Dizziness (Vertigo) and Balance Problems: Diagnostic Tests
An otolaryngologist specializes in problems of the ear, nose, and throat. This healthcare provider is also called an ENT. Your ENT can help find clues to the cause of your dizziness. They'll give you an exam and go over your past health. You may need certain tests to help diagnose your problem.
In most cases, you'll be sent for hearing testing. This is because the nerve that sends balance signals also sends hearing signals. A problem that affects balance can also affect hearing.
Your ENT may advise more than 1 kind of test. These tests don't cause pain. But they may make you dizzy in some cases.
MRI. This test makes images of the ear or head. A magnetic field and contrast medium are used to make the image.
Electronystagmography (ENG). This test records eye movement. Small electrodes are put on the skin around your eyes. Then your ear is filled with warm or cold water. This normally causes the eyes to move rapidly in 1 direction (nystagmus) .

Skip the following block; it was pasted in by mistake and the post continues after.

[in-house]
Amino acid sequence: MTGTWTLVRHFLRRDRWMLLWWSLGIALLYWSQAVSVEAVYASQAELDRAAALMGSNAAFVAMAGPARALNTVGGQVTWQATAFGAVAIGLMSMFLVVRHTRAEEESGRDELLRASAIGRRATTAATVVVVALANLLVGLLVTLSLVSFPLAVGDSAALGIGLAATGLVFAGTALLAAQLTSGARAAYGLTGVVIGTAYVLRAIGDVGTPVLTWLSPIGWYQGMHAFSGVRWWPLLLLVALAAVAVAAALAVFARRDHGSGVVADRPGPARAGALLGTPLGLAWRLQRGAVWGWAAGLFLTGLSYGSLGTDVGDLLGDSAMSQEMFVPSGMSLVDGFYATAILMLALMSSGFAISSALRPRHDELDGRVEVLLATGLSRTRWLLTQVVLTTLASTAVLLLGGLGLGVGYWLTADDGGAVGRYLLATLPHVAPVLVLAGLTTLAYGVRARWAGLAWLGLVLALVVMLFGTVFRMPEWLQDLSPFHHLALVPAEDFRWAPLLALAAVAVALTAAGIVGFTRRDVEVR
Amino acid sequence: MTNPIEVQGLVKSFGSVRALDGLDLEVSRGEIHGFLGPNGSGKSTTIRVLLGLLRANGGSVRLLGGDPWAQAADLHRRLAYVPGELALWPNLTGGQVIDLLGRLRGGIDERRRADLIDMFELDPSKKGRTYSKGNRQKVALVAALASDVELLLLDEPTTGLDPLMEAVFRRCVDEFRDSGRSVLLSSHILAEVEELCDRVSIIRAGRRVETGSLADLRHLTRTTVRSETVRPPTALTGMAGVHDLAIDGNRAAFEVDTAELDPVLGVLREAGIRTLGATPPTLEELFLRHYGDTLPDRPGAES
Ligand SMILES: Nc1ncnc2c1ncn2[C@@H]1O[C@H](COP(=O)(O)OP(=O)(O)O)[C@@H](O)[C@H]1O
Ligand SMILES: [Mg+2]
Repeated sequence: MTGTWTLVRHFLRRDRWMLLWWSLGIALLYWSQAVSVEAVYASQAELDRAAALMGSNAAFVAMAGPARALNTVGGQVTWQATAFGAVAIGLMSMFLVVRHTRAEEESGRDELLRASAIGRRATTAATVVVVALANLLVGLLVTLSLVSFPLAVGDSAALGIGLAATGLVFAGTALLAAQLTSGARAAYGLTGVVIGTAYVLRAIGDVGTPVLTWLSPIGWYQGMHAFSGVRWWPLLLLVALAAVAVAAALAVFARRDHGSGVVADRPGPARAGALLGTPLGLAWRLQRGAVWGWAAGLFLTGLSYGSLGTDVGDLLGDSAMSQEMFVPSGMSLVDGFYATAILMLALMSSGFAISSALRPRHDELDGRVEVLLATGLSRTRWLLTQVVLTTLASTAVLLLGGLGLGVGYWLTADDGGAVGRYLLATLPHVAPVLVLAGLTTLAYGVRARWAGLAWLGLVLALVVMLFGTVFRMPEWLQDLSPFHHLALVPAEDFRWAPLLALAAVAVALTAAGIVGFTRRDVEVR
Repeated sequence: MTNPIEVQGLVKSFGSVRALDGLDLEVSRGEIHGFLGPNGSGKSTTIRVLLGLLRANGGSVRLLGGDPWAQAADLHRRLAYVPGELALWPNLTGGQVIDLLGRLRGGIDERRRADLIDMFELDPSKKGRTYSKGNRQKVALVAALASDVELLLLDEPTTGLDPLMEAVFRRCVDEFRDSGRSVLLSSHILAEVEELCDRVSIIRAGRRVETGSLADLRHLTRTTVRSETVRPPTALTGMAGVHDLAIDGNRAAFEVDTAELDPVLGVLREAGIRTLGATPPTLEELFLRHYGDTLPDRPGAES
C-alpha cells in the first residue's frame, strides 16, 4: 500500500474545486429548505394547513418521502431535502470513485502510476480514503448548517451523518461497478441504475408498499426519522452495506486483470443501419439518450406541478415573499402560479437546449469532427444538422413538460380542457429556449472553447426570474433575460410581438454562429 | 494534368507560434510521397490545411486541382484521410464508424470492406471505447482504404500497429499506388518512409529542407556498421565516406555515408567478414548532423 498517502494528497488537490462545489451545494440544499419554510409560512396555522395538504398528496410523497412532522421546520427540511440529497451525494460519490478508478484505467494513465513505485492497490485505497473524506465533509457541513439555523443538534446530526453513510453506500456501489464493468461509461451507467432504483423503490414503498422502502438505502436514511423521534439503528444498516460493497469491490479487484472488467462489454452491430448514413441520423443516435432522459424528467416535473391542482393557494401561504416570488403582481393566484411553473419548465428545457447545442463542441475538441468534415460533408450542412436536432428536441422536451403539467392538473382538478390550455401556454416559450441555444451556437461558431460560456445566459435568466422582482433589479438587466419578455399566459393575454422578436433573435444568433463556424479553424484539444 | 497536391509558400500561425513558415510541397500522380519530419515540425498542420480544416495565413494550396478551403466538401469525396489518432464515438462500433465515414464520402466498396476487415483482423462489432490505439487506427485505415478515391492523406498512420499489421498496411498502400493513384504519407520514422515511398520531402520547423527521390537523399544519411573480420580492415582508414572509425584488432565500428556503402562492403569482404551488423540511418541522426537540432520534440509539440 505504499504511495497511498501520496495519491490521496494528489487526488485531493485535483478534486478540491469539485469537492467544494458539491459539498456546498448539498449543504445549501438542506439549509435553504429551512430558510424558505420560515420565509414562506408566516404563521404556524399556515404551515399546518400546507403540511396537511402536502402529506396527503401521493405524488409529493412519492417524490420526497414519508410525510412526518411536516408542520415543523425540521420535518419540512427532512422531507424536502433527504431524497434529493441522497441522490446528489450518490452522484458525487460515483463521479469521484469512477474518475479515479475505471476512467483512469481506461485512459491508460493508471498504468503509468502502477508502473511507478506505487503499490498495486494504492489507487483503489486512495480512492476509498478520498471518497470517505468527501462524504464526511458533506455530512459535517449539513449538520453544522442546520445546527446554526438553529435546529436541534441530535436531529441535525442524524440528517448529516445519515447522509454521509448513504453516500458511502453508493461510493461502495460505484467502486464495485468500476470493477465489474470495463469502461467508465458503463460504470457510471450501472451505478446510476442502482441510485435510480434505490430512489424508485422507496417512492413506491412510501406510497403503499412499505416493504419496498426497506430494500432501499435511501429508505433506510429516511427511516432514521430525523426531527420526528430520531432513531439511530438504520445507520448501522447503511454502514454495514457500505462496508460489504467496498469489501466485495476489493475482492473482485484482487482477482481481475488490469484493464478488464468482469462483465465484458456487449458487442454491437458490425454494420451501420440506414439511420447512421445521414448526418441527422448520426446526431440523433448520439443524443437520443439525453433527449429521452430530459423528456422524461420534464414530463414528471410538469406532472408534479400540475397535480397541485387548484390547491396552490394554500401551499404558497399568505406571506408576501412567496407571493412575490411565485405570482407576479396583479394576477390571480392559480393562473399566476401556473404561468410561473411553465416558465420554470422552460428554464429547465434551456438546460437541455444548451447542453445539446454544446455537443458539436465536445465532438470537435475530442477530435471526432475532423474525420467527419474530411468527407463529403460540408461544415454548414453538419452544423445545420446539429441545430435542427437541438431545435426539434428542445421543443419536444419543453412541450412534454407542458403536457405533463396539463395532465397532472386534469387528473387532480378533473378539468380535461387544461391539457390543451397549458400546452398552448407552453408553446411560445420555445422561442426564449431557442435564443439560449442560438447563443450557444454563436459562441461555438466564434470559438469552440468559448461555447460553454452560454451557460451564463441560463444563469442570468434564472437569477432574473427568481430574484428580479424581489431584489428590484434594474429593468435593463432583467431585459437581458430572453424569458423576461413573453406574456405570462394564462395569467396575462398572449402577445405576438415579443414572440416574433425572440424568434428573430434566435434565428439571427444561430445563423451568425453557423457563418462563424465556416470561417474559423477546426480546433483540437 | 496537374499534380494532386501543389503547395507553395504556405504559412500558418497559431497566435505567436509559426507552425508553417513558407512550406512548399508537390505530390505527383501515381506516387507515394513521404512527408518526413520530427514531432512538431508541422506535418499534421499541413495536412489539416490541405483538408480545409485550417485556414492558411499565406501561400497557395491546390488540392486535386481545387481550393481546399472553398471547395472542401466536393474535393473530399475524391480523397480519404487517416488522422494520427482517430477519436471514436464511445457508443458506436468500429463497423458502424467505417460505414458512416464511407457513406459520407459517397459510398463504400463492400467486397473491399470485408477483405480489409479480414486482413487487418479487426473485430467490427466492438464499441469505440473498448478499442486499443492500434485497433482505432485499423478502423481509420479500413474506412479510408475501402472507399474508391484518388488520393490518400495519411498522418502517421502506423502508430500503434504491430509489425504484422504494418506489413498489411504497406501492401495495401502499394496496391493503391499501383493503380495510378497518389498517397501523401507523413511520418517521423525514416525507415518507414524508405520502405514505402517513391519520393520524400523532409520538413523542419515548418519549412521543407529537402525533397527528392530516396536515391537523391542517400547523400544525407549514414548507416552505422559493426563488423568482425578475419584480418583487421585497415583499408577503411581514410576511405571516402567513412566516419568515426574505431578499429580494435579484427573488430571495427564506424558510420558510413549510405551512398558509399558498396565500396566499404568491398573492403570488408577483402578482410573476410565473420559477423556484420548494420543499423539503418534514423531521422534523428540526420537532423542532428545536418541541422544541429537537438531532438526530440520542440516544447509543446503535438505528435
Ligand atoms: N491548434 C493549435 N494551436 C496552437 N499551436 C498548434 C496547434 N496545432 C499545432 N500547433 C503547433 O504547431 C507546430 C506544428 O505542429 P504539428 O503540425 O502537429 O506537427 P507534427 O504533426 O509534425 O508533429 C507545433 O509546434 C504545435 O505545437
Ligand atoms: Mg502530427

Rotation tests. These show the relationship between the inner ear and your eyes. You may be asked to wear special goggles or sit in a special chair.
Posturography. This tests your standing balance under different conditions. You'll stand on a platform. It measures shifts in your body weight.
Electrocochleography (ECoG). This test measures the fluid pressure in the inner ear. An abnormal ECoG may mean you have Meniere's disease or other health problems.
Vestibular evoked myogenic potentials (VEMPs). This test may be used if your ENT suspects a rare condition like superior semicircular canal dehiscence. This is a hole in the bone that covers the part of the inner ear where fluid circulates and regulates balance. For this test, electrodes are placed on your neck. You hear clicks in your ear.
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